Cracking a tooth may be easier than you think.
It can happen from chewing on hard objects or foods like ice, nuts or hard candy. Accidents can cause a cracked tooth, especially those involving a blow to the mouth. Tooth-grinding or clenching or having uneven chewing pressure can lead to a cracked tooth. Tooth structure wears down over time and large fillings or other restorations can result in a crack. Finally, you can crack a tooth by exposing tooth enamel to extreme hot and cold, such as when you eat hot food followed by drinking ice water.
The result of any of these events is often painful and can lead to further oral disease.
For patients who may have a cracked tooth, the American Dental Association provides some valuable advice on how to tell if you have one, why it’s painful and how to treat it.
First, how do you know if your tooth is cracked? Look for these signs:
- You have sharp pain when biting down that quickly disappears.
- You have pain that comes and goes but does not hurt all the time.
- You feel pain when eating or drinking.
- You may have no pain at all.
Cracks are sometimes invisible to the eye and don’t always show up on dental X-rays. By noting a couple of things, you can help your dentist identify the problem:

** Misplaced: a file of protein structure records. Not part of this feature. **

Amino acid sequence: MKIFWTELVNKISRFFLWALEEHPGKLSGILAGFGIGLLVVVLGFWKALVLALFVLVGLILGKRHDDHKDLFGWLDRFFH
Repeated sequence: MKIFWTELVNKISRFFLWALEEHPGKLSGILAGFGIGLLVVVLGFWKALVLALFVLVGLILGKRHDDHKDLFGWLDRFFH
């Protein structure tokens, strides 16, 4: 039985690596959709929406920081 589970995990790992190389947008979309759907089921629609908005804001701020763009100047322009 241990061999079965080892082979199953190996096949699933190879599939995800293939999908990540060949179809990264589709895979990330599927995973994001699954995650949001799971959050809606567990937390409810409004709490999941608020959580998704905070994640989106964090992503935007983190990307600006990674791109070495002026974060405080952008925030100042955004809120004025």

- Take note of the things that cause you pain, such as heat or cold, or eating foods that are sweet, sour or sticky.
- Try to determine the area of the pain.
Why are cracked teeth painful? The pressure of biting causes the crack in a tooth to open, which can cause pain. And even if it’s too small to see, the crack can open and irritate the pulp inside. The pulp is soft tissue that contains the tooth’s nerves and blood vessels. If the crack irritates the pulp, the tooth may become sensitive to extreme heat and cold. The pulp can also be damaged or diseased as a result of the crack. If that happens, endodontic (root canal) treatment may be necessary to save the tooth.
Treating a cracked tooth depends on the size and location of the crack and the symptoms you are experiencing. Your dentist will discuss which treatment is best. It’s possible that your dentist will recommend no treatment, since tiny cracks are common and usually do not cause problems. If you are experiencing localized pain, avoid chewing on that side of your mouth and call your dentist.
If your dentist recommends treatment, that could include:
- Repairing the tooth with a filling material.
- Placing a crown to protect the tooth from further damage.
- Endodontic (root canal) treatment if pulp is involved.
- Extracting the tooth if it is severely cracked and cannot be saved.
Perhaps most importantly, regular dental checkups enable your dentist to diagnose and treat problems in the early stages. A cracked tooth can become a bigger problem if left untreated. If you think you may have a cracked tooth, visit your dentist.© American Dental Association. All rights reserved. Reproduction or republication is strictly prohibited without the prior written permission from the American Dental Association.